The Nehru-Gandhi family struck a special chord with the people of Amethi after Sanjay Gandhi first came here in 1977 to contest the parliamentary election that year. He lost that election in the Janata wave, but three years later, he won from the seat. Since then, Amethi has become a family bastion. Rajiv Gandhi won the seat four times, family loyalist Satish Sharma won two times, Sonia Gandhi secured the seat once, and Rahul Gandhi won three times.
For almost four decades, a large section of the people in Amethi believed themselves to be almost an extension of the Congress’s first family. They were happy with the national and, to an extent, international attention that the place got. The first sign of a breach in that relationship came in 2014, when the BJP leadership fielded a feisty Smriti Irani. She surprised everyone by getting over three lakh votes, and reducing the victory margin of Rahul Gandhi from over 3.70 lakh to slightly over a lakh.
After travelling to various parts of the Amethi parliamentary constituency and talking to a cross-section of people, Firstpost found that the breach in the relationship between the Nehru-Gandhi family and families in Amethi has now sharpened further. Voting preferences of families have seen a split, and this is particularly so for upper-caste families, who had so far stood solidly behind the Congress.
One needs to only scratch the surface a little bit to perceive this situation in the constituency. This is not a sudden development. The desire of the people to voice individual concerns and choices has become very powerful, particularly among women and people below 40 years of age. This has led to surprise and dismay among parents and grandparents of young persons.
Irani insisted on continuing her relationship with the people of Amethi despite losing the election, and has frequently visited the constituency — at least she and the BJP would suggest so. On the other hand, Rahul Gandhi has only made cameo appearances. This has had a bearing on the minds of a vast section of the people. In this direct contest between the BJP and Congress, the norm of elders deciding the voting preferences of the family has taken a hit, as has the status-quoist thought process.
Between “bhaiyya” (Rahul Gandhi) and “didi” (Smriti Irani), the latter has become the choice of those voicing defiance against elders' dikats.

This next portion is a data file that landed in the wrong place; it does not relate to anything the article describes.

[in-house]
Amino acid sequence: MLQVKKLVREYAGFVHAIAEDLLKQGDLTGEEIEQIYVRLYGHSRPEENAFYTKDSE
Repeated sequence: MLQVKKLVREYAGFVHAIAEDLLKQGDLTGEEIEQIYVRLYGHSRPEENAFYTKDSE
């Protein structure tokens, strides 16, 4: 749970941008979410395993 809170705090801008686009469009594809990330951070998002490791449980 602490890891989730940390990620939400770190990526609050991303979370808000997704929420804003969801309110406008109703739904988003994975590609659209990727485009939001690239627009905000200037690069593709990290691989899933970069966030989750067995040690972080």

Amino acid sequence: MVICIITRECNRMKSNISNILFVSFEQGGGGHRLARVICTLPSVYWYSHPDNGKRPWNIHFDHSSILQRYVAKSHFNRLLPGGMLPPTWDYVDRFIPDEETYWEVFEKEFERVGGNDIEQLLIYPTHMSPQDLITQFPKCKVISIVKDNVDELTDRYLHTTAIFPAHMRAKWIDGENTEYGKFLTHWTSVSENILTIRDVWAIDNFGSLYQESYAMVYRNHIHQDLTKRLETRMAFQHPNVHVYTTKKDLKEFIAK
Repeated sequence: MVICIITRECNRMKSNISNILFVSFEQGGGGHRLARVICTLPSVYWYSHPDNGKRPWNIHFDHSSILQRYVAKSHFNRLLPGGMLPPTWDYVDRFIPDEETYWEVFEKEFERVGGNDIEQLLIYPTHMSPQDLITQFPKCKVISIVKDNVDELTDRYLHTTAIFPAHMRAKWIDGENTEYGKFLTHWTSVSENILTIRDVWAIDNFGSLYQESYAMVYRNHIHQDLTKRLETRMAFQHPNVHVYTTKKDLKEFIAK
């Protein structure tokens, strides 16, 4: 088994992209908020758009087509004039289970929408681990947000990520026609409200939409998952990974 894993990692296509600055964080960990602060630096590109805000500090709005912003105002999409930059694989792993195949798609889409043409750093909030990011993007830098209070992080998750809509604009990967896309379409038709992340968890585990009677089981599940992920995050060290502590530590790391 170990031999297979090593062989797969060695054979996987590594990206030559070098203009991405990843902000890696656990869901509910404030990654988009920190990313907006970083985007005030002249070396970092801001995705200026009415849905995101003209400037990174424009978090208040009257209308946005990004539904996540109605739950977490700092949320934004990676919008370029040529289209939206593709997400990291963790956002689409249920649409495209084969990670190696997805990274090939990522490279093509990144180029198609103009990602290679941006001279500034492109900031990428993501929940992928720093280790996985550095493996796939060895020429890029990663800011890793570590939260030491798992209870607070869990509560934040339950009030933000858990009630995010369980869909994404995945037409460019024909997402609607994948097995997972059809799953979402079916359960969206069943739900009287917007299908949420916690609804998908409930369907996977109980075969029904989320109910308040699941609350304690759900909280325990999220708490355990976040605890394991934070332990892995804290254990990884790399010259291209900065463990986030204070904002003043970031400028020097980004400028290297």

It is nobody's case that members of a family ordinarily would not have differing voting preferences. But the scale of this process and the intense emotive churning that it is leading to in parts of Amethi may not be seen elsewhere. Whichever candidate wins, the fact that individual members of families feel empowered to make their political choices is noteworthy. The power of one vote is reflected in their thoughts and words.
Take the case of Shailesh Pandey. He had earlier been a Congress voter, like other members of his family, but has now become a vocal BJP supporter. He said, “I had got tired of carrying the guilt of voting for Rahul Gandhi because my father and grandfather used to tell me that the Gandhis are the only choice for us. There is now a split in my family’s voting preferences...Opinions in families have become divided. One way of looking at it is that this time, democracy has entered every household in the true sense."
Some other people standing nearby also had somewhat similar stories.
This conversation was not an isolated example. About 20 kilometers away, at Bhaurkha village near Gauriganj, 50-year-old Uma Prasad Tiwari said he has to deal with a problem that he had never imagined — his wife, children, niece and nephew are openly saying that they will not vote for Rahul Gandhi, defying the established tradition and the diktat of elders. “I don’t know what to do. This is a situation I have never seen before. Politics is hotly debated at my house. My children are telling me to change my thought process and press the lotus button," he said.
At a tea stall near Amethi Raja palace, young Ranveer Singh Ankur says his choice is clear — he will vote for “didi”. When another person, Guddu Shukla, reminds him that some people from his extended family will vote for "bhaiyya", he says, "That's the fun this time."
However, it would be misleading to conclude that these disagreements within families will have a clear bearing on Gandhi's electoral fortunes. As Shukla pointed out, about three lack Muslim voters, and the Congress' traditional voters, may be part of Rahul Gandhi's vote bank, even if some of them move to the BJP.
Updated Date: May 06, 2019 09:46:21 IST